21 julio, 2021

‘Dealing With a Different Beast’: Why Delta Has Doctors Worried

Editor’s note: Find the latest COVID-19 news and guidance in Medscape’s Coronavirus Resource Center.

Catherine O’Neal, MD, an infectious disease physician, took to the podium of the Louisiana governor’s press conference on July 16 and did not mince words.

“The delta variant is not last year’s virus, and it’s become incredibly apparent to healthcare workers that we are dealing with a different beast,” she said.

Louisiana is one of the least vaccinated states in the country. In the United States as a whole, 48.6% of the population is fully vaccinated. In Louisiana, it’s just 36%, and Delta is bearing down.

O’Neal spoke about the pressure that rising COVID cases were already putting on her hospital, Our Lady of the Lake Regional Medical Center in Baton Rouge. She talked about watching her peers, 30- and 40-year-olds, become severely ill with the latest iteration of the new coronavirus — the Delta variant — which is sweeping through the United States with astonishing speed, causing new cases, hospitalizations, and deaths to rise again.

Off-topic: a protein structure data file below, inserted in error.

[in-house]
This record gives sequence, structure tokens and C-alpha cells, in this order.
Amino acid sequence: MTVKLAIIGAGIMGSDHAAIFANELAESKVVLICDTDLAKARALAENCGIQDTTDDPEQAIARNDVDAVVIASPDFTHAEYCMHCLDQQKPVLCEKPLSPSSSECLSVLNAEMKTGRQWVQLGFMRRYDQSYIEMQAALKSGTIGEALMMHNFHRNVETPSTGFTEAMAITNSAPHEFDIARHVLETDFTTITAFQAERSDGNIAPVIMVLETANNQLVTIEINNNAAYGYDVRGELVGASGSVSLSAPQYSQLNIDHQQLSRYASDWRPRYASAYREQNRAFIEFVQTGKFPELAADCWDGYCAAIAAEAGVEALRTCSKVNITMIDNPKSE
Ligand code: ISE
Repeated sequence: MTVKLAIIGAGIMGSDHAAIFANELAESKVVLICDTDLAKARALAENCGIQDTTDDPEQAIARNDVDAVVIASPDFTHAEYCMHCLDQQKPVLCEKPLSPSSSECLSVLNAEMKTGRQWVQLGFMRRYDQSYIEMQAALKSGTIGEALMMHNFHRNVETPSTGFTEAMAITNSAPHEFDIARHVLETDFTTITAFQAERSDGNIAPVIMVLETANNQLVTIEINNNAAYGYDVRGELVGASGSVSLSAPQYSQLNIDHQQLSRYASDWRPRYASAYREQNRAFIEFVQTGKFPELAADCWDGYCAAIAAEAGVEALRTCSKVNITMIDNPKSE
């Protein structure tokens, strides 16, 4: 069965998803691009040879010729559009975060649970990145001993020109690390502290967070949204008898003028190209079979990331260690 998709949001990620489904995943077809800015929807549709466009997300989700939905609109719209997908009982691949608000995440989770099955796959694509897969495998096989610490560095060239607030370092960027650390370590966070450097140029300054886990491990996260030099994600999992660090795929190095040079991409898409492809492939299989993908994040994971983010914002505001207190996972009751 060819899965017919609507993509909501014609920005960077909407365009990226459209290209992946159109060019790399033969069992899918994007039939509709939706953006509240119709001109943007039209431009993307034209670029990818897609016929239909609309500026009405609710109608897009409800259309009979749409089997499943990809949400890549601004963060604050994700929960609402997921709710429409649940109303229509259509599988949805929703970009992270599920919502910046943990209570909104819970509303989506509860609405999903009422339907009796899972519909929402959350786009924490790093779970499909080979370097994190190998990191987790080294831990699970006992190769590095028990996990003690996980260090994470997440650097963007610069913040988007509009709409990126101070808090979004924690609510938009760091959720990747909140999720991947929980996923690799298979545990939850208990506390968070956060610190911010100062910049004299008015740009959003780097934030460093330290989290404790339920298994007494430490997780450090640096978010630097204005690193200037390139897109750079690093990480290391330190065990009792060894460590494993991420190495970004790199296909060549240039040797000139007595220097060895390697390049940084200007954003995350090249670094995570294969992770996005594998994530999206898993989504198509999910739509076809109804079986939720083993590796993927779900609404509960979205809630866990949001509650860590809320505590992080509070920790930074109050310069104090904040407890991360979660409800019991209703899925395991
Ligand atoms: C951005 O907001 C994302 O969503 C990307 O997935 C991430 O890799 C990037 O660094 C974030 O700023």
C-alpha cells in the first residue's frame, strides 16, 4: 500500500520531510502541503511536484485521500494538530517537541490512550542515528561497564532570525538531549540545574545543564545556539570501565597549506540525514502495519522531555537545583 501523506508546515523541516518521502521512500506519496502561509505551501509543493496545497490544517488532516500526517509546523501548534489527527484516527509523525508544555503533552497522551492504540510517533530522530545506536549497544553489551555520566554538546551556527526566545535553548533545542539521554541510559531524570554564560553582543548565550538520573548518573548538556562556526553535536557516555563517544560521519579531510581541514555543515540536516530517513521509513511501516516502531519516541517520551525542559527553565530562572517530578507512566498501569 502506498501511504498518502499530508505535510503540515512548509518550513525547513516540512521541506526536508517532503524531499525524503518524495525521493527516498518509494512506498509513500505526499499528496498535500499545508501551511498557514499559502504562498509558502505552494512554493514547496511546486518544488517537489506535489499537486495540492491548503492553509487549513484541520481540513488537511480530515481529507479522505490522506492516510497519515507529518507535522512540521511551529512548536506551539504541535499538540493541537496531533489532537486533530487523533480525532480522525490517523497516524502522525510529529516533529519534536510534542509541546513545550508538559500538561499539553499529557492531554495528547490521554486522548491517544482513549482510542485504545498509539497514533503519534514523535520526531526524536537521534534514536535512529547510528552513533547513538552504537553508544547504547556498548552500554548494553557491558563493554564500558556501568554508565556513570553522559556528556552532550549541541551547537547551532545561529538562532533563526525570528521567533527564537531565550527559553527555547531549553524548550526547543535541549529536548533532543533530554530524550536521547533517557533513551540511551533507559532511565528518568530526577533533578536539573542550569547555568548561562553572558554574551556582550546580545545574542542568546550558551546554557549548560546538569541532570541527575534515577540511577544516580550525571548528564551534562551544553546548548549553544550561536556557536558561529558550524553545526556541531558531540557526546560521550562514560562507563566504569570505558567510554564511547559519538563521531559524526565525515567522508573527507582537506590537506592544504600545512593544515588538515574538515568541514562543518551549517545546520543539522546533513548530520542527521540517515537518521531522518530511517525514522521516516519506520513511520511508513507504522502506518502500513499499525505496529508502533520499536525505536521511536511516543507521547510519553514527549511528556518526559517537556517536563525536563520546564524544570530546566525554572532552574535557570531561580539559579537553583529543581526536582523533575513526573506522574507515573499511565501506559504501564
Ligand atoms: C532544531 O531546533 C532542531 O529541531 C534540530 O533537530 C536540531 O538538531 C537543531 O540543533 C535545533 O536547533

O’Neal talked about parents who might not be alive to see their children go off to college in a few weeks. She talked about increasing hospital admissions for infected kids and pregnant women on ventilators.

“I want to be clear after seeing what we’ve seen the last two weeks. We only have two choices: We are either going to get vaccinated and end the pandemic, or we’re going to accept death and a lot of it,” O’Neal said, her voice choked by emotion.

Where Delta Goes, Death Follows

Delta was first identified in India, where it caused a devastating surge in the spring. In a population that was largely unvaccinated, researchers think it may have caused as many as three million deaths. In just a few months’ time, it has sped across the globe.

Créditos: Comité científico Covid

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